I once wrote a cover letter that a VP photocopied & passed around the office as “the best one she ever read in her 35 years in HR.” (Don't worry, I share that exact letter in the course content, who knew a cover letter was so interesting).
When I read that cover letter now, I can see how I would improve it. But, I see the good of what the VP saw in the cover letter. It was honest and tailored for the specific role and company. It wasn’t a perfect letter, but it hit the mark and felt genuine.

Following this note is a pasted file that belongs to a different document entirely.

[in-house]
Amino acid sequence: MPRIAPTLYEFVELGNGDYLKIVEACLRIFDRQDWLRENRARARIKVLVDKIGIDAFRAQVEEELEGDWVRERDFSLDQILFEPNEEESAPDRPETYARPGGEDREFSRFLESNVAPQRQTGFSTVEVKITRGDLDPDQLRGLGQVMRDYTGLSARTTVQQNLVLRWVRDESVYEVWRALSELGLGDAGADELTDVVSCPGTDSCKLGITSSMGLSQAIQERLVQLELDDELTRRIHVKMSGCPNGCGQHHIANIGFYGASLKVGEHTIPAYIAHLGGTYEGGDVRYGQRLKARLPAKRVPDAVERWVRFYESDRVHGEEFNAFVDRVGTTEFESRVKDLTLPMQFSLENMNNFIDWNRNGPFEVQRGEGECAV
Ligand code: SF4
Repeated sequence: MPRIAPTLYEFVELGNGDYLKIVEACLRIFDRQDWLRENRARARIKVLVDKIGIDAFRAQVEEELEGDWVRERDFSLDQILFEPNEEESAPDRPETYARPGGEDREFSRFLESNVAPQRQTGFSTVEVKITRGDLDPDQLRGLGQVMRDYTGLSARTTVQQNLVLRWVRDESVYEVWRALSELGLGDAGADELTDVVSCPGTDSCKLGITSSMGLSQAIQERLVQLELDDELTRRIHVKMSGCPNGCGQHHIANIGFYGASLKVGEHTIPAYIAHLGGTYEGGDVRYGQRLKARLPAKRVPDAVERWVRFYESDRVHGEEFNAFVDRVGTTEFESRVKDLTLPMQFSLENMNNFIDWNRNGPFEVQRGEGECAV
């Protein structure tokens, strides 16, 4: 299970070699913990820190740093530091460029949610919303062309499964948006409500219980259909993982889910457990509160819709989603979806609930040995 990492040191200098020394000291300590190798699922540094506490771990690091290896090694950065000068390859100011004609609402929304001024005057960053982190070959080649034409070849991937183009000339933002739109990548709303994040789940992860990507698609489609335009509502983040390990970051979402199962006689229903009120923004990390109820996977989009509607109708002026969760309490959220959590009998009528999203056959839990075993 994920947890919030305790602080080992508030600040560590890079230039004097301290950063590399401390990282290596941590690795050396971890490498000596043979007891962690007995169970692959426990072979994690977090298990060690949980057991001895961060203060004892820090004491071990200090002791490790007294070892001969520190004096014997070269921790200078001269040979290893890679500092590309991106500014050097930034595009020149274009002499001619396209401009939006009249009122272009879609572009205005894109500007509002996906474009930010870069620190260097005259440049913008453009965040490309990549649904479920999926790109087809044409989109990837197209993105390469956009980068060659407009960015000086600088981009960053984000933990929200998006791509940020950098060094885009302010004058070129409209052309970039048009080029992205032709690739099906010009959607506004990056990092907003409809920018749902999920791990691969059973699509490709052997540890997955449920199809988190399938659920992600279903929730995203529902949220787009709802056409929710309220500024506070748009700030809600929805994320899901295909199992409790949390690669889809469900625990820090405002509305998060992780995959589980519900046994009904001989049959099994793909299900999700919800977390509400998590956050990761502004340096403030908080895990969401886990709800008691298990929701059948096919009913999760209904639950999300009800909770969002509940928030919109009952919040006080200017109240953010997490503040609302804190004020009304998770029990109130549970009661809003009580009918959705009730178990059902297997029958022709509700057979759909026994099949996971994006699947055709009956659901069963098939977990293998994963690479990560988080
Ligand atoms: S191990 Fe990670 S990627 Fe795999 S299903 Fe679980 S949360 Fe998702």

People often come to me with resume concerns. After we do resume work, I’ll ask about the cover letters and they’ll either say, “I don’t need one” (not true) or “I have a template for that.”
The problem with using a free cover letter template is they are usually:
- boring to use
- boring to read
- don’t communicate anything past what your resume says
- don’t help you to understand if the job is for you